Full Text for Toward an Assessment of Called To Common Mission (Text)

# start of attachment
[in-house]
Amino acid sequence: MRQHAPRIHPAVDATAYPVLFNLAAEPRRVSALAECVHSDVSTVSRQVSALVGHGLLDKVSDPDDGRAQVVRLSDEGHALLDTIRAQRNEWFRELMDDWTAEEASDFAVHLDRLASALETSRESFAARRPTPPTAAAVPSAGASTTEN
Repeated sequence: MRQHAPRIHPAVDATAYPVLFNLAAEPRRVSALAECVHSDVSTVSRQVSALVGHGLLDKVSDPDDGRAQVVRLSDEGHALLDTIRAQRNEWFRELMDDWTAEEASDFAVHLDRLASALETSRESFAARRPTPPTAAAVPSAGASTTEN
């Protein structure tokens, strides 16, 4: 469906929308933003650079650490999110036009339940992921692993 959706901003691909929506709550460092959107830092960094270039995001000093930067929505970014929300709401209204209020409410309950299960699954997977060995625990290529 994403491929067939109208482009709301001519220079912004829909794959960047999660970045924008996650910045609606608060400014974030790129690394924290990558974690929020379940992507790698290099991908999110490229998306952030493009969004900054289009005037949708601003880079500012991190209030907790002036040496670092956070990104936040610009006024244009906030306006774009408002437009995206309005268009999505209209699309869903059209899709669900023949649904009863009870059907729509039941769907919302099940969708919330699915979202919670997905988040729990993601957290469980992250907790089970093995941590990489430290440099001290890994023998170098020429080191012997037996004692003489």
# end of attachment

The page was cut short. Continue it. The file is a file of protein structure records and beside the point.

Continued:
Volume 65:4 Table of Contents October 2001 Raymond F. Surburg (1909-2001) . . . . . . . . . . . . . . . . . . . . . 291 The Theological Symposia of Concordia Theological Seminary . . . . . . . . . . . . . . . . . . . . . . . . . . . . . . . . . . . . . . . . . . 293 Chapel Sermon: September 11,2001 Richard S. Radtke . . . . . . . . . . . . . . . . . . . . . . . . . . . . . 297 C. F. W. Walther's Kirche und Amt and the Church and Office Debate Between the Missouri and Wisconsin Synods in the Early Twentieth Century Todd A. Peperkorn . . . . . . . . . . . . . . . . . . . . . . . . . . . . 299 Evangelical and Catholic: A Slogan in Search of a Definition David P. Scaer . . . . . . . . . , . . . . . . . . . . . . . . . . . . . . . . 323 Toward an Assessment of Called to Common Mission Brian Lesemann and Erik Rottrnann . . . . . . . . . . . . . 345 Theological Observer . . . . . . . . . . . . . . . . . . . . . . . . . . . . . . . 361 A Shot in the Arm for Confessional Studies Book Reviews . . . . . . . . . . . . . . . . . . . . . . . . . . . . . . . . . . . . . . 363 Damin's Black Box-the Biochemical Challenge to Evolution. By Michael J. Behe. .............. James D. Heiser Those Terrible Middle Ages! Debunking the Myths. By R6gine Pernoud. Translated by Anne Englund Nash. .............................. James G. Kroemer Discovering the Plain Truth: How the Worldwide Church oj God Encountered the Gospel of Grace. By Larry Nichols and George Mather. ...... James D. Heiser Pentecostal Currents in American Protestantism. Edited by Edith L. Blumhofer, Russel P. Spittler, and Grant A. Wacker. ....................... Grant A. Knepper Heritage in Motion: Readings in the History of the Lutheran Church- Missouri Synod 1962-l995. Edited by August R. Suelflow. ............ Grant A. Knepper The "I" in the Storm: A Study of Romans 7. By Michael Paul Middendorf. .................... A. Andrew Das Sin, Death, and the Devil. Edited by Carl E. Braaten and Robert W. Jenson. .................. John T. Pless The Bible in English: John Wyclifie and William Tyndale. By John D. Long. ............ Cameron A. MacKenzie Sermons at Court: Politics and Religion in Elizabethan and Jacobean Preaching. By Peter E. McCullough. ......................... Cameron A. MacKenzie The Journey from Texts to Translations: The Origin and Development of the Bible. By Paul D. Wegner. .................................. Peter J. Scaer Indices for Volume 64 . . . . . . . . . . . . . . . . . . . . . . . . . . . . . . . 375 Indices for Volume 65 . . . . . . . . . . . . . . . . . . . . . . . . . . . . . . . 378 Books Received. . . . . . . . . . . . . . . . . . . . . . . . . . . . . . . . . . . . . 382 Toward an Assessment of Called to Common Mission Brian Lesemann and Erik Rottmann August 1999 occasioned the first half of a two-part approval process that culminated decades of ecumenical dialogue between the Evangelical Lutheran Church in America (ELCA) and the Episcopal Church in the USA (ECUSA). At its Churchwide Assembly, the ELCA adopted' Called to Common Mission in the manner prescribed: The Episcopal Church agrees that in its General Convention, and the Evangelical Lutheran Church in America agrees that in its Churchwide Assembly, there shall be one vote to accept or reject, as a matter of verbal content as well as in principle, the full set of agreements to follow. If they are adopted by both churches, each church agrees to make those legislative, canonical, constitutional, and liturgical changes that are needed and appropriate for the full communion between the churches. The Episcopal Church did the same in July 2000, the two church bodies marking the occasion with an exchange of chali~es.~ This joint subscription to Called to Common Mission (CCM) marks the achievement of "full communion (communio in sacrislaltar and pulpit fell~wship),"~ defined as "a relation between distinct churches in which each recognizes the other as a catholic and apostolic church holding the Christian faith." CCM is one of several ecumenical measures recently taken by the ELCA. Others include A Formula of Agreement with three Reformed churches," Following Our Shepherd with the Moravian Church in America, 'A sixty-six percent vote was needed. CCM received sixty-nine percent, 716 votes to 317. "A Lutheran-Episcopal Pact," Christian Century 116 (August 25-September 1, 1999) 797. ZEpiscopal News Service [online] [cited July 20, 20001. Available from: . dThese are the Presbyterian Church (USA), the Reformed Church in America, and the United Church of Christ. The Rev. Brian Lesemann is Pastor of Saint John Lutheran Church in Bath, Illinois and Salem Lutheran Church in Chandlmille, Illinois. The Rev. Erik Rottmann is Pastor of Grace Lutheran Church in Versailles, Missouri. and (as a member of the Lutheran World Federation) Joint Declaration of the Doctrine of fustification with the Roman Catholic Church. Among these, CCM and its international stepsister, the Powoo Declaration with its accompanying Common Statement, are perhaps the most palatable for those Lutherans who claim unconditional subscription not only to the Unaltered Augsburg Confession and the Small Catechism (the Lutheran witnesses named by CCM), but also to the entire Book of Concord of 1580. Still, the proposal is not without language, or lack thereof, that such Lutherans would find both insufficient and inappropriately compromising. CCM is the first revision of the recent Concordat of Agreement (1991), the proposal for full communion that resulted from the third round of Lutheran-Episcopal Dialogues (LED). The Concordat was submitted to its sponsoring church bodies, but narrowly vetoed by the ELCA in 1997 over objections concerning the historic epi~copate.~ CCM is the attempt to satisfy those objections without stepping on Episcopalian claims to apostolic succession. The Essentials of the One Catholic and Apostolic Faith The major concern of the document is the doctrine and practice of the ministry, which are treated separately with special regard toward apostolic succession and the historic episcopate. The bulk of introductory theological content in CCM is summarized in the first of two paragraphs under the heading, "Agreement in the Doctrine of the Faith." The assertions made in these paragraphs are very concisely written, covering a huge body of theology with relatively few words. This reflects not only many years of dialogue, but also the resultant degree of assumed theological commonality that by now is a foregone conclusion. Clearly, CCM does not wish to rehash the old issues of previous dialogues, but 5[C. Richard Peterson, "Lutheran, Episcopalians, and the Priesthood of All Believers," Lutheran Forum 32 (Summer, 1998): 22.1 ". . . the Concordat ofAgreement for full communion . . . failed the required two-thirds majority by only six votes. One reason given by opponents was the repeated assertion that the Concordat was inconsistent with the Lutheran concept of the priesthood of all believers, and thus a deterrent to a strong laity. The episcopate was often described as a fundamentally flawed form of hierarchy which inevitably leads to a distorted polity inappropriate to the Christian Church, rather than an ancient church tradition which had severe pre- reformation abuses." Toward an Assessment of Called to Common Mission 347 intends instead to speak directly to the concerns raised in response to the Concordat. Here the two church bodies "recognize in each other the essentials of the one catholic and apostolic faith." These "essentials," while not listed, are "witnessed in the unaltered Augsburg Confession, the Small Catechism and The Book of Common Prayer of 1979 (including 'Ordination Rites' and 'An Outline of the Faith')." The documents of previous dialogues, including Implications of the Gospel, Toward Full Communion and Concordat ojAgreement, are listed as further summaries of the essentials of the faith. But what exactly is meant by "the essentials of the one catholic and apostolic faith"? The answer to this will involve a brief overview of the history of the Lutheran-Episcopal Dialogues. It will be shown that agreement on what are the essentials of the faith in the modern ecumenical sense entails not so much the precise articulation of theological loci, but the search for a new, generic language that is inclusive of both positions. The purpose of LED I (1969-1972) was to test the waters and determine what barriers might stand between the two traditions. The central question was this: "Are we able mutually to affirm the presence of the gospel and apostolicity in our respective communions sufficiently to agree that the renewal of the church is more likely to come in communion with one another than out of communion with one anotherY6 The Lutherans were reminded that the matter of sufficiency is a concept originating with their confession. Augsburg Confession VII was cited: "It is sufficient for the true unity of the Christian church that the Gospel be preached in the conformity with the pure understanding of it and that the sacraments be administered in accordance with the divine W ~ r d . " ~ In other words, agreement on the Gospel (narrowly defined) does not necessitate agreement in all other articles. "We do not pretend to have examined every area of the faith and practice of the other communion, but we do know each other sufficiently to know that the gospel is being proclaimed, shared, and believed in the congregations of each Communion."" 6Lutheran - Episcopal Dialogue: A Progress Report (Cincinnati: Forward Publications, 1972), 31. 7Lutheran - Episcopal Dialogue, 11. '~utheran - Episcopal Dialogue, 32. The delegates to LED I soon realized that their intended objective would be easily met and exceeded "because of the great degree of unity of which we have become aware." While these were not described as "essentials," areas of common doctrine included: 1) recognition that the Canonical Scriptures of the Old and New Testaments occupy a position of authority and primacy (though both claim to have been influenced by the historical-critical approach); 2) agreement that eucharistic practice is to be found more in the "shape" of eucharistic liturgies than in fixed texts; 3) affirmation of the mystery of new birth in Christ by water and the Spirit, along with the necessity of instruction in the faith; and 4) apostolicity belongs to the reality of the one holy catholic church, though apostolicity is "manifested in various ways in all areas of the church's life, and is guarded especially by common confession and through that function of the church designated as episcope (o~ersight)."~ These similarities, along with the perceived urgency for unity "in the face of massive cultural upheaval," led to the further realization that complete union was both imperative and unavoidable. In LED I1 (1976-1980) the theme of sufficiency more fully developed. AC VII was understood to validate inter-communion despite "areas of unexplored pluralism," and the language of "essentials" was introduced: To some Lutherans it may seem strange that limited agreement on controverted dogmatic loci should be thought adequate for some degree of ecclesial relationship. . . . Confessional peculiarities are not blended but reconciled as legitimate pluralism. In such a pattern joint statements would represent an essential core of dogmatic agreement within a wider pl~ralism.'~ While a clear indication of what the essentials of the faith are is not given, LED I1 defined the word "essential" to mean "a pattern of joint statements." Such issues as justification, apostolicity, the eucharist, and the authority of Scripture were addressed, but not because these were initially recognized as the "essential core." Rather, these discussion topics were chosen because they were points of divergence. The resulting joint statements made concerning these loci established them as the "essential core," and they were constructed in such a way as to identify common denominators between the two groups. "They [the respective statements] 'Lutheran - Episcopal Dialogue, 21. "Lutheran - Episcopal Dialogue 11: Report and Recommendations (Cincinnati: Forward Publications, 1981), 19-20. Toward an Assessment of Called to Common Mission 349 do not say all that the participants (particularly one side) would want to say about the doctrinal locus in question. But they would include certain fundamental affirmations."" In Implications of the Gospel, the Final Report of LED I11 (1983-1988), a noticeable change of language occurs. Entirely new words and phrases emerge, such as "the eschatological grounding of the Gospel," "the breaking in of the end-time reign of God," or "the authenticity of the church's gospel."'2 In addition to a new vocabulary, distinction is drawn between the descriptive and prescriptive functions of doctrinal formulations: "Doctrine means all teaching that is authentically Christian. Doctrinal formulations can function either descriptively ('This is what Christians, in fact, teach') or prescriptively ('This is what Christians ought to tea~h').'"~ Unity is to be found in words that are not distinctive to one theological tradition or the other, expressed in descriptive formulations. Prescription causes dissension. "Prescriptive doctrine has been experienced as oppressive, obscurantist, stagnating, inhibiting. It has been the occasion for purges, trials, executions, and wars."I4 Toward Full Communion, the history book of the LED through 1991, addresses "theological consensus on the Gospel," holding that there is in fact, only one essential for ecumenical agreement: the gospel.15 This not only echoes the entire history of the Lutheran-Episcopal Dialogues, but it also neatly reflects the doctrinal consensus of the international "Lutheran - Episcopal Dialogue I1,19. '2Lutheran - Episcopal Dialogue 111: Implications of the Gospel (Cincinnati: Forward Publications, 1988), 16,34,53. 13Lutheran - Episcopal Dialogue 111,52. An example of a descriptive statement would be, "The ordained ministry of Word and Sacrament is a gift of God and therefore a divine institution." A prescriptive, "divisive" statement would be as follows: Women, by virtue of their gender, are not eligible for the office of the holy ministry. '4Lutheran - Episcopal Dialogue Ill, 52. The resultant effect of this "realization" is that the ELCA apologizes for all the trouble the Lutherans have caused over the ages by their adherence to good teaching and sound doctrine. "It means, finally, that together church and 'synagogue' witness to humanity's flawed and broken capacity to be the bearer of the messianic vision and that we view our present ecclesiastical existence with appropriate modesty, humility, and repentance. Recognition of the brokeness with which church and synagogue bear witness to the dawning and vision of the messianic age places limitations upon the claims which the church can make about the continuity and fullness of its institutions." Lutheran - Episcopal Dialogue 111,37. 15"Toward Full Communion" and "Concordat of Agreement": Lutheran-Episcopal Dialogue, Series III, edited by William A Norgren and William G. Rusch (Minneapolis: Augsburg, 1991), 24. Lutheran-Anglican Niagara Report (1989). Endorsed by both Toward Full Communion and CCM, the Niagara Report likewise reduces the gospel (narrowly defined) to be the one and only essential, exclusive of other articles: "The Christian faith is that God has made peace through Jesus 'by the blood of his cross' (Colossians 1:20) so establishing the one valid center for the unity of the whole human family."16 One unique contribution Toward Full Communion makes is summarized in this observation concerning existence of a New Testament canon: The very existence of a canon of the New Testament, with its exclusions as well as its inclusions, testifies to the church's need for and commitment to a standard for orthodoxy in distinction from and in rejection of heresy. The inclusion of four different Gospels in the canon of the New Testament, as well as the inclusion of occasional writings by various authors, testifies to the fact that consensus on the gospel does not require uniformity of expression.17 Thus it is held that the various books of the New Testament are not fully unified in their theologies. Their common link is "peace through Jesus," the various implications of which work themselves out in different ways (recall the "essential core of dogmatic agreement within a wider pluralism" of LED 11) that may or may not be compatible in all aspects. This overview of the Lutheran-Episcopal Dialogues notes the methodology of modern ecumenical discussion: unity is first assumed and then a basis for it is sought. Dialogue hopes to express that which may be held in common, not to facilitate the reconciliation of actual differences. The common denominator in all of the dialogues is a narrow gospel, one that insists, "considerable freedom should be allowed within the church in matters which are not an explicit part of the Gospel."18 "The essentials of the one catholic and apostolic faith" are not those things that must be held in common ("prescriptive" doctrinal formulations) but 16Anglican-Lutheran International Continuation Committee, The Niagara Report: Report of the Anglican-Lutheran Consultation on Episcope, Niagara Falls, September 1987 (London: Church House Publishing, 1988), 37. "ELCA, Called to Common Mission [online]. "LCMS Commission on Theology and Church Relations, Gospel and Scripture: The Interrelationship of the Material and Formal Principals in Lutheran Theology (Saint Louis: Concordia Publishing House, 1972), 4. The report immediately goes on to state, "This view is sometimes criticized as 'minimalistic' or 'Gospel reductionism.'" Toward an Assessment of Called to Common Mission 351 rather those things that can be expressed in a way that is mutually palatable ("descriptive" doctrinal formulations). Accordingly, inter-communion takes place with the intent of "renewing" the church. The church is said to have been renewed when the essentials of the Christian faith are finally identified. Church unity and divergent theology co-exist because "consensus on the gospel does not require uniformity of expression." This methodology overlooks the precision of Formula of Concord X, which states: "as long as they are otherwise agreed in doctrine and in all its articles and are also agreed concerning the right use of the holy ~acraments."'~ Nor does it reflect Luther's approach to the task of composing the "essentials" of the faith in the Srnalcald Articles: I was therefore instructed to draft and assemble articles of our faith to serve as a basis for possible deliberations and to indicate, on the one hand, what and in how far we were willing and able to yield to the papists and, on the other hand, what we intended to hold fast to and persevere in.20 Luther's articles include not only the inviolable "sublime articles of divine majesty" and those "which pertain to the office and work of Jesus Christ, or our redemption,"" but also "matters which we may discuss with learned and sensible men."" That which is essential faith, however, is confessed at the onset of ecumenical discussion, rather than allowed to float to the surface over the course of time. The Devolution of Doctrinal Authority With the evolution of a generic and inclusive theological language to which both parties can give their assent, the Lutheran-Episcopal Dialogue I9The Book of Concord, edited by Theodore Tappert (Minneapolis: Fortress Press, 1959), 616, 6. This criticism has also been made of the Porvoo document. See the MissouriSynod's recent " ThePomoo Statement and Declaration" in Confessional Lutheran Perspective (Saint Louis: Lutheran Church-Missouri Synod, 1999), 11. This document, authored by the Department of Systematic Theology at Concordia Theological Seminary, Fort Wayne, was previously published in the Concordia Theological Quarterly 61 (January/April1997): 35-52. vappert, 288,l. "Tappert, 291, Introduction to Part I. 22Tappert, 292, Introduction to Part 11. also maps the devolution of doctrinal authority. LED I provided the following summary and c~mparison:~~ The characteristic confessional basis of Lutherans embraces 1. The Canonical Scriptures of the Old and New Testaments, 2. The symbols of the Lutheran Church: a. The Apostles', Nicene, and Athanasian Creeds b. The Augsburg Confession and the Apology of the same c. The Smalkald Articles d. The Large and Small Catechisms e. The Formula of Concord There are varying degrees of official adherence to these symbolic documents. The documents to which Anglicans, although less confessionally oriented than Lutherans, characteristically appeal include 1. The Canonical Scriptures of the Old and New Testaments, 2. The testimony of the Fathers and the definitions of the Councils of the early Church 3. The Apostle's, Nicene, and Athanasian Creeds; (note that while the Athanasian Creed has never been made formally authoritative for the Episcopal Church in the United States of America, there is no doubt that its Trinitarian affirmations are part of the faith of the Church), 4. The Book of Common Prayer 5.The Thirty-Nine Articles of Religion (the ambiguous authority of the Articles was reviewed by Lambeth 1968; while not judged a complete confessional statement, the Articles have been retained by most provinces as an important historical document which most sigdicantly bears clear witness to the primacy of Scripture and the centrality of the Gospel), and 6.For contemporary guidance in matters of faith, morals, and order, the Resolutions of successive LambethConferences which, while not legally binding, have sigruhcant moral weight. Yet even in LED I, authoritative documents were held in suspicion. Not only did both traditions acknowledge the importance of the historical- critical approach to the New Testament, but the report also expressed ?+ogress Report, 15-16. Toward an Assessment of Called to Common Mission 353 distrust for "inherited documents," finding them insufficient to answer the question of unity. The appeal to authority is sigruficantly reduced in later Dialogues, finally being minimal in CCM. The confessional documents invoked are "the unaltered Augsburg Confession, the Small Catechism and The Book of Common Prayer of 1979 (including 'Ordination Rites' and 'An Outline of the Faith')."" Noticeably absent are those documents that make "prescriptive" statements concerning the Christian faith, including the Athanasian Creed's "whosoever shall be saved," the "I do not know how I can change or concede any of them" of the Smalcald Articles, and the rejections and condemnations of the Formula of Concord. Such a reduction of authority was a necessary step on the part of the Lutherans, precisely because of these exclusionary formulations. Similar compromise was not needed from the Episcopalians, because their historic documents already allowed for a great variance in theology.25 24Both the Apology and the Tractate are cited in CCM, but not as a basis for its theology. Rather, they are simply used as evidence of the recognition that "a distinction between episcopal and pastoral ministries within the one office of Word and Sacrament is neither commanded nor forbidden by divine law." The reader is tempted to conclude that citations from distinctive confessional documents are important to CCM only insofar as they reflect the presupposed goals of ecumenical dialogue. % fueled Hermann Sasse's lament over the Lutheran Church. "Sasse to Bachmann (1955); translated by Ronald Feuerhahn, Lutheran Quarterly 13, (Summer 1999): 214: "It is lamentable how today in world Lutheranism the doctrinal substance perishes. We follow the Anglicans and the Reformed. These churches indeed have no more mission vigor because they have, at least in our continent, no more doctrine. I see that at the university. The Anglicans have'clairns,' but nothing else. The difference between the Evangelicals and the Anglo-catholics [two groups within the Anglican Church] is dogmatically insurmountable, which is bridged only through the alleged apostolic succession, which the Evangelicals do not believe." Sasse then footnotes these comments with the observation that unity for the Anglicans is not even achieved through the liturgy, as commonly assumed, because the Anglo-catholics use the Roman missal in English rather than the The Book of Common Prayer. Compare the following comments by Anglican Canon Charles Smyth of Westminster: [Quoted in Confessional Lutheran Perspective, 121 "You can afford variety in the pulpit so long as you have uniformity at the altar . . . the Church of England embraces many shades of theological opinion, but desiderates liturgical uniformity." The Language of Authenticity CCM incorporates the concept of "authentic" identification in its doctrinal assumptions as part of its new theological language. Citing the Lutheran-Anglican consensus reached by the Niagara Report, CCM endorses its statement concerning the Trinity: "That is, we believe that Jesus of Nazareth is true God and true Man, and that God is authentically identified as Father, Son and Holy S~ i r i t . "~~ This concept of the authenticity arises out of the modem notion that certain loci such as the Trinity are as much products of the early church as they are the witness of the New Testament. The Braaten-Jenson Christian Dogmatics, for example, asserts that The trinitarian name did not fall from heaven. It was made by believers for the God with whom we have found ourselves involved.. . 'Father, Son, and Holy Spirit' came together also simply as a name for the one therein apprehended, and apparently did so before all analysis of its suitability." Since Trinitarian theology is the product of the Christian community, rather than the authoritative word "from heaven," there is no dogmatic necessity for insisting that it be the only valid expression of who God is. This is the inconsistency of Christian Dogmatics, which maintains that, even though "Christianity has every reason to eliminate" expressions of male sexism, "Trinitarian Father-language cannot, however, be one Again, From time to time, various concerns lead to proposed replacements of the trinitarian name, for example, "In the name of God: Creator, Redeemer, and Sanctifier" or "In the name of God the Ground and God the Logos and God the Spirit." All such parodies disrupt the faith's self-identity at the level of its primal and least-reflected histori~ity.~~ Even though CCM still maintains traditional Trinitarian terminology, the introduction of the concept of authenticity marks a move toward the ?"he Niagara Report (37) also recognizes that both the Lutherans and the Anglicans celebrate "authentic sacraments." wCarl E. Braaten and Robert W. Jenson, editors, Christian Dogmatics, volume 1 (Philadelphia: Fortress Press, 1984), 93. =Christian Dogmatics, 1:93-94. 2gChristian Dogmatics, I:%. Toward an Assessment of Called to Common Mission 355 further feminization of theology in these church bodies (already evidenced by the mutually held practice of women's ordination). There was a time when a genuine Swiss Army knife was every Boy Scout's prized possession. Now that the market has been flooded with so many imitations, the real thing appears overpriced and of comparatively little value. A knife is a knife. In the same way, describing God as "authentically identified in Trinitarian terms allows for the introduction of other, equally usable designations, even if they lack the distinction of antiquity or scriptural support. This is precisely the goal of theological feminism, which hopes to achieve "a thoroughgoing revision of traditional Christian doctrines and symbols."30 God is God, whether described in traditional, authentic terms or in some new way such as Letty Russell's programmatic "Creator, Liberator, Co~nforter."~~ Such a re- naming of the Trinity may in fact be on the horizon for both of these church bodies, despite much protest to the contrary. The Lord's Supper CCM likewise cites the Niagara Report concerning the Lord's Supper: "We believe that the Body and Blood of Christ are truly present, distributed, and received under the forms of bread and wine in the Lord's Supper. We also believe that the grace of divine forgiveness offered in the sacrament is received with the thankful offering of ourselves for God's service."32 This extremely general wording effectively negates the 30~tanley Grenz and Roger Olson, 2 0 ~ Centu y Theology (Downers Grove, Illinois: Intervarsity Press, 1992), 231. "[Letty Russell, Human Liberation in a Feminist Perspective (Philadelphia: Westminster, 1974), 102-1031: "In the light of the necessity of making clear that the Tradition is for all and not for just one half of humanity, it is perhaps wise to revise our language in speaking of God. For instance, it is possible to speak of God the Creator without using male pronouns, as an indication that God transcends all biological and cultural distinctions of sex. This sometimes makes a sentence more difficult, but it allows our language of God to be heard more clearly by both men and women. In the same way we can emphasize the role of Christ the Liberator and Redeemer as one that represents God's freedom to be present with all humanity (Emmanuel). In order to make clear the fact that the metaphors for the Godhead include those which are both masculine and feminine, it is perhaps also helpful at this moment in history to speak of the Holy Spirit, the Comforter and Reconciler, with a feminine pronoun." 32This is the same position held by the P o w w Statement and Declaration, which likewise cites the Niagara Report. The present critique concerning the matter of sacramental presence echoes the same already expressed in Confssiaal Perspective, 16- traditional Lutheran teaching concerning impious reception (manducatio indignorum), which is clearly expressed in the Smalcald Articles: Of the Sacrament of the Altar we hold that bread and wine in the Supper are the true body and blood of Christ, and are given and received not only by the godly, but also by wicked [boesen, impiis] Chri~tians.~~ Agreement in Ministry Recall that all of the foregoing is introductory material in CCM, holding the rank of assumed theology and bygone debate. The real matter of disagreement that led up to CCM was the question of episcopacy and with it, apostolic succession. In light of what has already been discussed, the remainder of CCM may appear to be the proverbial rearrangement of deckchairs on a sinking ship. To the contrary, the matters of episcopacy and apostolic succession are valuable discussions, instructive even for those who are unwilling to compromise the prescriptive elements of their confession in the forgone areas. The outward form of the church- whether it be episcopal or congregational in structure, whether its bishops serve for a set term or for life, whether its pastors are ordained by bishops or by fellow clergy-these things may all be regarded as adiaphora, to be determined and mutually agreed upon in whatever way the church sees fit. The Concordat of Agreement raised concerns long before it was defeated in the ELCA's Churchwide Assembly in 1997. Seminary professor Paul Berge, who served as a member of the LED, described the Concordat as "bad horse trading. In terms of church structure and theology, Lutherans will become Episcopalians, and Episcopalians will remain Epis~opalians."~~ Leonard Klein, former editor of Lutheran Forum, described as "unequal" the essential acceptance of Anglican orders by the Lutherans, on the one hand, and the failure overtly to ask the Anglicans 20. qappert, 3l l , l . Compare Formula of Concord, Solid Declaration, VII, citing Luther (575,33): "I reckon them all as belonging together (that is, as Sacramentarians and enthusiasts), for that is what they are who will not believe that the Lord's bread in the Supper is his true, natural body, wluch the godless or Judas receive orally as well as St. Peter and all the saints. Whoever, I say, will not believe this, will please let me alone and expect no fellowship from me. This is final." 34Douglas LeBlanc, "Back to the Drawing Board for Ecumenism?" Christianity Today 41 (April 7,1997): 55. Toward an Assessment of Called to Common Mission 357 to affirm the Augsburg Confession as a catholic teaching on the other.35 Despite assurances that the Lutherans were not obliged to the Episcopalian threefold structure for ministry, it was hard for opponents to swallow the November 1996 revision of the Concordat, which declared, "We agree that the threefold ministry of bishops, presbyters, and deacons in historic succession will be the future pattern of the one ordained ministry of Word and Sa~rament."~~ CCM takes into careful consideration objections such as these and reflects a willingness to make the changes necessary to achieve its eventual goal. Where the Concordat stipulated that each body invite "on an invariable basis at least three bishops of the other church" to all ordinations or installations of their respective bishops, CCM changes "invariability" to "regularity" and contents itself with "one or more bi~hops."~' Rather than claiming the threefold model of ministry as its future pattern for both churches, CCM allows that "the ordination of deacons, deaconesses, or diaconal ministers" by the ELCA not be required. The Concordat's language concerning the ordination of ELCA bishops "for life service" is dropped. Further, it is clearly stated, "the Evangelical Lutheran Church in America is free to maintain that this same episcopate . . . is nonetheless not necessary for the relationship of full ~ommunion.'~ 38 One cannot help but be impressed with the Concordat and CCM. A truly laudable effort to concede as much as possible is evident. The Episcopalians make the surprising pledge "to begin the process for enacting a temporary suspension, in this case only, of the lP century restrictionff insisting that all bishops, priests, and deacons be ordained by the laying on of hands by bishops.39 After the revision, the Lutherans still allow for the requirement that bishops be present at all ordinations, giving up their former freedom of allowing the bishops to delegate the "Leonard Klein, "The Concordat- Not Now," Lutheran Forum 25 (May 1991): 7. 36"Concordat of Agreement," Lutheran-Episcopal, Lutheran-Reformed, and Lutheran- Roman Catholic Ecumenical Proposals (Chicago: ELCA, 1996), 9-10. 37rr Concordat of Agreement,'' 9. 381t is noted that the "Concordat" (10) also allowed for termination of the position: "The Evangelical Lutheran Church in America agrees that all its bishops will be understood as ordained, like other pastors, for life service of the gospel in the pastoral ministry of the historic episcopate, even though tenure in the office of the churchwide bishop and synodical bishops may be terminated by retirement, resignation, or conclusion of term however constitutionally ordered." 398, Concordat of Agreement," 10. task. Further, the recognition of deacons in the Episcopal Church as "fully authentic ministers in their respective orders" perhaps marks at least a step toward a future Lutheran acceptance of the threefold model of ministry. Evaluation Full communion between the two churches began as soon as the Episcopal Church adopted CCM, even though a few details still need to be worked out. The document declares, For both churches, the relationship of full communion begins when both churches adopt this Concordat. For the Evangelical Lutheran Church in America, the characteristics of the goal of full communion defined in its 1991 policy statement, Ecumenism: The Vision of the Evangelical Lutheran Church in America will be realized at this time. For the Episcopal Church, full communion, although begun at the same time, will not be fully realized until both churches determine that in the context of a common life and mission there is a shared ministry of bishops in the historic episcopate. For both churches, life in full communion entails more than legislative decisions and shared ministries. The people of both churches have to receive and share this relationship as they grow together in full communion.40 What, in the end, can be said about the value of Called to Common Mission and the fellowship relationship it represents? As indicated above, there are serious theological flaws assumed by the agreement that have prevented the Missouri Synod from being a signatory, though its representatives had been full participants in all three Lutheran-Episcopal Dialogues (see Appendix). But these flaws do not render the document entirely unusable by Missouri. For a church accused of a "one- dimensional approach to ecumenism," Called to Common Mission gives pause to consider exactly what may be compromised in the name of unity.41 The declaration of altar and pulpit fellowship with the Lutheran Church of Ingria at its 1998 convention (despite its membership in the Lutheran World Federation) already indicates a certain Missourian willingness along these lines. The question of what may be tolerated, however, is different from the question of what may be compromised. %LCA, Called to Common Mission [online]. 41Larry Vogel, "The 1998 LC-MS Convention," Lutheran Forum 32 (Fall 1998): 15. Toward an Assessment of Called to Common Mission 359 Could Missouri ever adopt, for example, an episcopal hierarchy in order to accommodate another church body - other things being equal? Missourian objections aside, it is noteworthy how much the ELCA and the Episcopal churches have in common. Both have embraced the higher- critical approach to biblical interpretation. Both have accommodated further liberalizing trends such as women's ordination and both have addressed, in varying degrees, the toleration or even promotion of homosexuality. Both have clergy in positions all across the theological spectrum, from the most conservative to the most liberal. It is no secret that both the ELCA and the Episcopal Church (like the Missouri Synod and every other church body in the world) suffer from internal difficulties. While there may be any number of agreements and disagreements as to what exactly are the problems, Leonard Klein (among others) observed, "Both parties to this Concordat are in serious trouble as to the catholic faith itself. Each church body needs a serious dose of reconfe~sionalization."~~ Will this realization of full communion come as an antidote to these difficulties, or will it only delay "honest confrontation with the cancer within"?43 Only time will tell. Appendix: Statement of Lutheran Church-Missouri Synod Participants4" Representatives of the Lutheran Church-Missouri Synod have been full participants in all three rounds of the Lutheran-Episcopal Dialogue. The LCMS representatives to these discussions have welcomed with appreciation this opportunity to engage in inter-confessional dialogue with brothers and sisters in Christ. The Synod's participation in such discussions reflects its longstanding commitment to the biblical mandate that Christians seek to manifest externally the unity already given to them in the body of Christ and to do so on the basis of agreement in the confession of the gospel "In all its articles" (FC SD XI 31). The Representatives of the LCMS have recognized that due to agreements reached among the other representatives of the dialogue, and in particular, the Lutheran/Episcopal Interim sharing of the Eucharist "Klein, "Concordat-Not Now," 7. %ein, "Concordat-Not Now," 7. 4dThis statement is published, among other places, in "Toward Full Communion" and "Concordat of Agreement, " 115-116. Agreement adopted by the non-LCMS participant churches in 1982, the aim of the third round of dialogue has shifted to focus on the achieving of full communion (altar and pulpit fellowship) between the Episcopal Church and the Evangelical Lutheran Church in America. In response to a specific invitation, the LCMS has continued to send representatives as full participants in LED 111, even while it has not been a part of the 1982 Agreement, nor the efforts to reach full communion. Although Missouri Synod participation has been limited by these circumstances the LCMS representatives wish to express their gratitude to all the members of the dialogue for welcoming LCMS participation in this phase of dialogue. The LCMS participants remain committed to the value of the discussions themselves as vehicles to achieve greater understanding of and agreement in "the truth as it is taught in the Scriptures and confessed in the Lutheran symbols" ("Guidelines for Participation in Ecumenical Dialogs," prepared by the Commission on Theology and Church Relations, 1975). We, The LCMS representatives of LED 111, ask our gracious God to bless the efforts of our friends and colleagues on the dialogue to achieve a common witness to the gospel of Jesus Christ. We express our best wishes to all present and past members of the dialogue and thank God for the friendships we have come to enjoy and the commonalties we share. And, we look forward to future opportunities to address together differences in doctrine and practice which continue to divide the church. The Rev. Carl Bornmann The Rev. Dr. Norman E. Nagel The Rev. Jerald C. Joersz